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Jane Comfort examines beauty pressures through dance

Jane Comfort and Company


Award-winning contemporary dance organization Jane Comfort and Company will bring its provocative dance-theater show, "Beauty," to the University of Rochester this weekend as part of the UR Program of Dance and Movement's 6th annual inspireDANCE festival. "Beauty," choreographed by Comfort, uses the American icon of a Barbie doll to examine the cultural pressures surrounding women's physique, attire, and appearance.

"Over the years," Comfort says, "I just started noticing in New York City, and in the media, that all the women were starting to look the same — same straight long hair, same big boobs on an anorexic body, same botoxed features. Everybody was starting to look like Barbie. I was so disheartened that young women seem to think that they need to look that way too. As women we're so used to being valued for how we look that we accept it."

Jane Comfort and Company will perform "Beauty" this weekend as part of the University of Rochester's inspireDANCE Festival. - PHOTO BY ARTHUR ELGORT
  • Jane Comfort and Company will perform "Beauty" this weekend as part of the University of Rochester's inspireDANCE Festival.

So Comfort started researching the topic — reading everything from Naomi Wolf's "The Beauty Myth" to "Cinderella Ate My Daughter" by Peggy Orenstein — and holding in-depth discussions with her dancers on society's perceived expectations of female beauty. Comfort was awarded a Guggenheim Fellowship in 2010 for the creation of "Beauty," and in 2011, the piece premiered at Jacob's Pillow Dance Festival. A New York City premiere at La MaMa Experimental Theatre Club followed shortly thereafter.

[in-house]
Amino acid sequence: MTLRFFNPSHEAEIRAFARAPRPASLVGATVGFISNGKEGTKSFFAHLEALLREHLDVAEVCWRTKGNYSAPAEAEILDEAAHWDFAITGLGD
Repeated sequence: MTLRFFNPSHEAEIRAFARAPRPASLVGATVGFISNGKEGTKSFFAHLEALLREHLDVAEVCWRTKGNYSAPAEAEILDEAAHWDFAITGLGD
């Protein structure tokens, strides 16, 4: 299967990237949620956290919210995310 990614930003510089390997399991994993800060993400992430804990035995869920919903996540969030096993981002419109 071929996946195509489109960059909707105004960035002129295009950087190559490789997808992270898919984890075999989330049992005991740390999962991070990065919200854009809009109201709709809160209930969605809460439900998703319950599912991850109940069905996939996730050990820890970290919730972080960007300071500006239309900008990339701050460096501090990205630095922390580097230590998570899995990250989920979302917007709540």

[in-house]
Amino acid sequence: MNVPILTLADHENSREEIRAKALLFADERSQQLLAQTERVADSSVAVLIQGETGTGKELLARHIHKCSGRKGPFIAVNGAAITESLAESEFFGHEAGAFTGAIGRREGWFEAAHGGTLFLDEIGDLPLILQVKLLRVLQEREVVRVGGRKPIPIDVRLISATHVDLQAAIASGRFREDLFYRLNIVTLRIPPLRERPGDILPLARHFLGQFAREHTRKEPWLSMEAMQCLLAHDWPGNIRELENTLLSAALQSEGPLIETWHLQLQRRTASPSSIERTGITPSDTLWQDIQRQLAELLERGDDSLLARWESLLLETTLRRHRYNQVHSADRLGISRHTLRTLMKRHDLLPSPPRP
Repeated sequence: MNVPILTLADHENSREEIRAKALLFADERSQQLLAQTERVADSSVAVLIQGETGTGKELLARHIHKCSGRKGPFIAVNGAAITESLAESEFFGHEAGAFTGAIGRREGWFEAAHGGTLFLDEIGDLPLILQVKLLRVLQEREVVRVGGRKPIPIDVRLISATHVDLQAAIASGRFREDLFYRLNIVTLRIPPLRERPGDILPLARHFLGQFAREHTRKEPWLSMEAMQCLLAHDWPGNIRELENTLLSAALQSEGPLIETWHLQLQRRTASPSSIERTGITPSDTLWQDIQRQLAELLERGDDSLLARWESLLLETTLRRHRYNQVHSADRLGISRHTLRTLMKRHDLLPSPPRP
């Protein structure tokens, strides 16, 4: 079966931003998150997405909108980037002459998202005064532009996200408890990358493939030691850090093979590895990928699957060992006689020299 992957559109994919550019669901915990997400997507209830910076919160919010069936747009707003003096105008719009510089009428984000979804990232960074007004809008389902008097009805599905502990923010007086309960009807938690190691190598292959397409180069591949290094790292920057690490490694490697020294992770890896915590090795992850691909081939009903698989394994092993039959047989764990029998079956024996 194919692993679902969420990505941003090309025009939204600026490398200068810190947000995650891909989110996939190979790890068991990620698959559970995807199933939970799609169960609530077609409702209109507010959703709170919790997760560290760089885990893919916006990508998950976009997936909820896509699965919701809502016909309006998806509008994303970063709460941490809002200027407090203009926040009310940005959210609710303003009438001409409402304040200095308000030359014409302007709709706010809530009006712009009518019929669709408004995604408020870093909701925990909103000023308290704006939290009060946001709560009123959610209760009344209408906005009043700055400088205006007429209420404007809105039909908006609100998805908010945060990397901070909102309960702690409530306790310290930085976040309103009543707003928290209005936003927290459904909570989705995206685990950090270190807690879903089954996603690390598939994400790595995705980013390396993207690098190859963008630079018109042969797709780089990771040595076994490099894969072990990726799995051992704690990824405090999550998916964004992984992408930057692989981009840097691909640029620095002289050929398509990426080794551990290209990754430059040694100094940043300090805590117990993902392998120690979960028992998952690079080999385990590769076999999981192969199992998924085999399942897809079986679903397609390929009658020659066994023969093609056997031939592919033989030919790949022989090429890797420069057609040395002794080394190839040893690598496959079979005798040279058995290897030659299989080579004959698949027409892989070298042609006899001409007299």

"Beauty" utilizes a wide range of theatrical elements: four dancers portray Barbie dolls in various vignettes along with a male performer with many roles, all while one performer does a real-time beauty routine in a corner of the stage — shaving her legs, giving herself a pedicure, putting on fake eyelashes, getting dressed, and so on. We can expect witty insights and in-the-know humor in this performance. Get ready to chuckle; probably guffaw.

Attendees can count on exceptional choreography, too. Comfort has created more than 50 dance and theater works that have been presented throughout the United States, Europe and Latin America. She has won — among other distinctions — a Bessie Award (NY Dance and Performance Award), a Doris Duke Award for New Work, and 15 National Endowment of the Arts (NEA) fellowships and grants (from 1979-2012). She has also choreographed Broadway musicals including "Passion" by Stephen Sondheim, "Amour" by Michel Legrand, and Shakespeare in the Park's "Much Ado About Nothing."

"Beauty" utilizes a variety of scenarios to comment on the absurdity of society's expectations for female beauty. In one section, one of the four "Barbies" is coached by the male performer on how to walk like a beauty queen. In another section, a "Barbie" makes a visit to a plastic surgeon during which he uses magic marker on her face and body to denote the changes he will produce. A drier section of the performance features the "Barbies" walking slowly and in unison downstage — first in bathing suits, then in high heels and evening gowns. Comfort's message couldn't be clearer. The piece ends with the performers coming out of character and discussing, among their real-life selves, what they grew up observing about female beauty expectations.

Missy Pfohl Smith, director of the Program of Dance and Movement, and artistic director of local contemporary dance company BIODANCE, cites Comfort as an influence in her own choreography, much of which also deals with societal issues.

"Jane's work investigates social justice, politics, culture and many controversial issues that plague contemporary society," she says.